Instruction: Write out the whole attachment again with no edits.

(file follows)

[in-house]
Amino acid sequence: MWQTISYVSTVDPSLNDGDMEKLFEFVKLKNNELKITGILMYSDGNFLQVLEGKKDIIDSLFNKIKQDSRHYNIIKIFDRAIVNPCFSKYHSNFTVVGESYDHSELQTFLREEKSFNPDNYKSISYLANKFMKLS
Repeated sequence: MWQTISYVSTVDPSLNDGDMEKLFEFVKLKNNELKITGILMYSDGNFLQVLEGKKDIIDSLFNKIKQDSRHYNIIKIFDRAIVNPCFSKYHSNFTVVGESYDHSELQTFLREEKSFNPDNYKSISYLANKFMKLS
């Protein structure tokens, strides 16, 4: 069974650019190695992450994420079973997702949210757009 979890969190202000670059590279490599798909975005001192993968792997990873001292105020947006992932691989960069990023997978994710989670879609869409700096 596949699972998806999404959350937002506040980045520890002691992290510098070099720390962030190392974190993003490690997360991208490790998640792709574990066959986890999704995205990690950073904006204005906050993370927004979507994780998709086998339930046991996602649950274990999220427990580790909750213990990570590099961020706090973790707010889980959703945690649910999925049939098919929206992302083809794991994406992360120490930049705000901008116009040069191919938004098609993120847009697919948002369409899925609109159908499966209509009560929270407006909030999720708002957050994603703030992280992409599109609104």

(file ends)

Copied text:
[in-house]
Amino acid sequence: MWQTISYVSTVDPSLNDGDMEKLFEFVKLKNNELKITGILMYSDGNFLQVLEGKKDIIDSLFNKIKQDSRHYNIIKIFDRAIVNPCFSKYHSNFTVVGESYDHSELQTFLREEKSFNPDNYKSISYLANKFMKLS
Repeated sequence: MWQTISYVSTVDPSLNDGDMEKLFEFVKLKNNELKITGILMYSDGNFLQVLEGKKDIIDSLFNKIKQDSRHYNIIKIFDRAIVNPCFSKYHSNFTVVGESYDHSELQTFLREEKSFNPDNYKSISYLANKFMKLS
């Protein structure tokens, strides 16, 4: 069974650019190695992450994420079973997702949210757009 979890969190202000670059590279490599798909975005001192993968792997990873001292105020947006992932691989960069990023997978994710989670879609869409700096 596949699972998806999404959350937002506040980045520890002691992290510098070099720390962030190392974190993003490690997360991208490790998640792709574990066959986890999704995205990690950073904006204005906050993370927004979507994780998709086998339930046991996602649950274990999220427990580790909750213990990570590099961020706090973790707010889980959703945690649910999925049939098919929206992302083809794991994406992360120490930049705000901008116009040069191919938004098609993120847009697919948002369409899925609109159908499966209509009560929270407006909030999720708002957050994603703030992280992409599109609104």